Our research integrates molecular virology, cell biology, single-molecule biophysics, and computational modeling. As a result, trainees in the Ivanovic lab learn not only how to think deeply as virologists, but also acquire an unusual combination of interdisciplinary skills that together permit one to seek answers to sophisticated questions. Opportunities for learning are illustrated below and include how to manipulate viral genomes to generate ‘designer’ viruses, how to use viruses to learn new cell biology, how to design and build from components specialized microscopes, and how to write computer codes simulating single-molecule events in virus system models.
A combination of viral segments from a H1N1 (blue) and a H3N2 (yellow) virus allowing foreign gene expression without attenuation of virus replication. Left - small (A) and large (B) plaque morphologies (yellow circles) of viruses with different gene combinations. Foreign genes can be inserted in the PA gene segment of the 'large-plaquer' virus without attenuation of infectivity.
The ability to introduce a foreign-gene cassette into a nonattenuated influenza virus is being exploited in different projects in the lab as illustrated below:
GFP-expressing influenza virus is used to set up a CRISPRi screen for host factors uniquely permitting cell entry by the filamentous virus particles. The requirements for large-cargo internalization are likely shared among the diverse filamentous human pathogens including Ebola virus, measles, and RSV. This line of research might thus lead to novel, wide-spectrum treatments directly targeting viral ability to adapt to external pressure.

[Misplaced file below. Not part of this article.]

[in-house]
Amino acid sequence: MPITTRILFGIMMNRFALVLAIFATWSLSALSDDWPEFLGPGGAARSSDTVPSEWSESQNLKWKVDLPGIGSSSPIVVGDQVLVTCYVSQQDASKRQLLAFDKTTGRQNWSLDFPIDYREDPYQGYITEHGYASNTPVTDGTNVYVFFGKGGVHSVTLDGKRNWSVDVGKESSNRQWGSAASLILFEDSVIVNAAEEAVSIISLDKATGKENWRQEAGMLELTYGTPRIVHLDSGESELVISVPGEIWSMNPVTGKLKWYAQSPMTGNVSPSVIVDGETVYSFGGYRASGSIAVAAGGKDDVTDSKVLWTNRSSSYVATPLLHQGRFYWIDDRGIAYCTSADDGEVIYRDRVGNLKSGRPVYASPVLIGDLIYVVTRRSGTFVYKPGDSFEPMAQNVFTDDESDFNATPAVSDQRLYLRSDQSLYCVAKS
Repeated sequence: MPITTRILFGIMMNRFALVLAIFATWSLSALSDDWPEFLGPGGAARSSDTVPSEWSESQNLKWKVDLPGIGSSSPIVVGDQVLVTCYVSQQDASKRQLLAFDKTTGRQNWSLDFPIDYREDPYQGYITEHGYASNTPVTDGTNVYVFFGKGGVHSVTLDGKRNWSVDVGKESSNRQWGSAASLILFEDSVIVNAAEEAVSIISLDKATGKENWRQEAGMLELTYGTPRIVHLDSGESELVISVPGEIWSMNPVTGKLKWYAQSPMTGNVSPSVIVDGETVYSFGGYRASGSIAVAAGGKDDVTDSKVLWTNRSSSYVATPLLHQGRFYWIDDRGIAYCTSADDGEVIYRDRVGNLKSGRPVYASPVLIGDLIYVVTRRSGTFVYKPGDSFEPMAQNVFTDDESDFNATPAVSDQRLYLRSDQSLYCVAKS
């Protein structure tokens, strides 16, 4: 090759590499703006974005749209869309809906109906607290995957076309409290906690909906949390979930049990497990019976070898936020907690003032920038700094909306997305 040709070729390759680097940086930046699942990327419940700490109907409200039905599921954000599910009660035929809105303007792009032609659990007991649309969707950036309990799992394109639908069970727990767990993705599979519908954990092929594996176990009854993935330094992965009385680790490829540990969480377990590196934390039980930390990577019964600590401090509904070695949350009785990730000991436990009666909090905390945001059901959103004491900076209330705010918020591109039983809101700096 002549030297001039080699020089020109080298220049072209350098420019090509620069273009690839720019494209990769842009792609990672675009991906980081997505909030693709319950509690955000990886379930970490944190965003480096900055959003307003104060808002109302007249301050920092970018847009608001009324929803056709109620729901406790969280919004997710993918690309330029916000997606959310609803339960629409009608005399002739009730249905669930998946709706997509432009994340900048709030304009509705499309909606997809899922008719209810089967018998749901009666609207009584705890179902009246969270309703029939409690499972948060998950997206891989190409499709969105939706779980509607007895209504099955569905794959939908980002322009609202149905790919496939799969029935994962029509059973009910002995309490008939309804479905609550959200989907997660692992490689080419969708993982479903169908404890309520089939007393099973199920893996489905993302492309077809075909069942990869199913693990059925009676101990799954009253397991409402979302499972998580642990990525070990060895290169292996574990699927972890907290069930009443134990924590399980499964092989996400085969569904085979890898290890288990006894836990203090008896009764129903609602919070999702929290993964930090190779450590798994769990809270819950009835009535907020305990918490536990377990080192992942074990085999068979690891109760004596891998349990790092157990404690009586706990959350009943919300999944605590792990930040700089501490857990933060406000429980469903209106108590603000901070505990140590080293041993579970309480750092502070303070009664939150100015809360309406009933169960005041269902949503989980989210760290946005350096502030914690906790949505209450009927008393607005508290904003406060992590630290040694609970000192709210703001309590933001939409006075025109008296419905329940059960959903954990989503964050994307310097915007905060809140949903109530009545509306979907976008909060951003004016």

Left - under HA pressure, filamentous particles from a mixed-sized virus population can enter, while cell entry by short particles is inhibited. A macropinocytosis inhibitor EIPA eliminates the selective advantage of filamentous particles. A phenotype analogous to that observed in the presence to EIPA is expected from inhibition of host factors required for filamentous virus-internalization in our CRISPRi screen.
A virus is designed that expresses an ER-retained HA-antibody fragment to generate virus particles with reduced HA incorporation. An elegant consequence of this approach is that the level of scFv expression is proportional to the level of infection, thus achieving uniform HA knockdown among produced virus particles. This tool will set the stage for assessing the contribution of natural HA density to HA functions.
Home-built Total Internal Reflection Fluorescence (TIRF) microscope, version 1 of 3. As our research evolves, we update the design of our microscopes to meet the changing experimental needs.
Molecular events at the interface between the virus and the target membrane. HAs at the contact interface are shown in green.
Influenza virus membrane fusion viewed under the TIRF microscope. The diffraction limited fluorescent dots are individual virus particles. Fluorescent dye in the viral membrane gets brighter when the viral and target membranes merge, then diffuses away.
Stochastic simulations of the molecular events at the interface between individual virus particles and the target membrane. The hexagonal lattice represents HAs at this interface. Fusion cluster (FC) is a group of neighboring HAs that successfully engage the target membrane and combine forces to mediate fusion. The depicted stochastic model reproduces the measured effect of inhibitors on membrane fusion.